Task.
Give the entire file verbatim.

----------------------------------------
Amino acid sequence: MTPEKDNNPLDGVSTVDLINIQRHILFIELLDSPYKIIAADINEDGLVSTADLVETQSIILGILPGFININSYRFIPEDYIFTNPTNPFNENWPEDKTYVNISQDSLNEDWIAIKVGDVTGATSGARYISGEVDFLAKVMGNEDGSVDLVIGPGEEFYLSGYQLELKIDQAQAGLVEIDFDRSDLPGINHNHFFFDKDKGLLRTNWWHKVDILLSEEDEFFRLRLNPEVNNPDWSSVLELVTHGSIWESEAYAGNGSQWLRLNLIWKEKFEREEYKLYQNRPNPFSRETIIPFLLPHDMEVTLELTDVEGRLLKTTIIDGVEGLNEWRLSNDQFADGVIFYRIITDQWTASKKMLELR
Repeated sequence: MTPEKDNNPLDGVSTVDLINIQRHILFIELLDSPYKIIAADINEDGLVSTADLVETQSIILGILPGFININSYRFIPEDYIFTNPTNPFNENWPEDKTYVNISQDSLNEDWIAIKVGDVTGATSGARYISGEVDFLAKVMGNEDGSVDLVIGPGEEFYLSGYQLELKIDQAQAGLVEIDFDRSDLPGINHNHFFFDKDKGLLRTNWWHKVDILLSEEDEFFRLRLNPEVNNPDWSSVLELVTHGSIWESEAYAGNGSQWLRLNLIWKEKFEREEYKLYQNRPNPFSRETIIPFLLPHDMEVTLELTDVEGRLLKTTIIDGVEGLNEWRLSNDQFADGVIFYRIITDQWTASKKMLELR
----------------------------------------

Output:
Amino acid sequence: MTPEKDNNPLDGVSTVDLINIQRHILFIELLDSPYKIIAADINEDGLVSTADLVETQSIILGILPGFININSYRFIPEDYIFTNPTNPFNENWPEDKTYVNISQDSLNEDWIAIKVGDVTGATSGARYISGEVDFLAKVMGNEDGSVDLVIGPGEEFYLSGYQLELKIDQAQAGLVEIDFDRSDLPGINHNHFFFDKDKGLLRTNWWHKVDILLSEEDEFFRLRLNPEVNNPDWSSVLELVTHGSIWESEAYAGNGSQWLRLNLIWKEKFEREEYKLYQNRPNPFSRETIIPFLLPHDMEVTLELTDVEGRLLKTTIIDGVEGLNEWRLSNDQFADGVIFYRIITDQWTASKKMLELR
Repeated sequence: MTPEKDNNPLDGVSTVDLINIQRHILFIELLDSPYKIIAADINEDGLVSTADLVETQSIILGILPGFININSYRFIPEDYIFTNPTNPFNENWPEDKTYVNISQDSLNEDWIAIKVGDVTGATSGARYISGEVDFLAKVMGNEDGSVDLVIGPGEEFYLSGYQLELKIDQAQAGLVEIDFDRSDLPGINHNHFFFDKDKGLLRTNWWHKVDILLSEEDEFFRLRLNPEVNNPDWSSVLELVTHGSIWESEAYAGNGSQWLRLNLIWKEKFEREEYKLYQNRPNPFSRETIIPFLLPHDMEVTLELTDVEGRLLKTTIIDGVEGLNEWRLSNDQFADGVIFYRIITDQWTASKKMLELR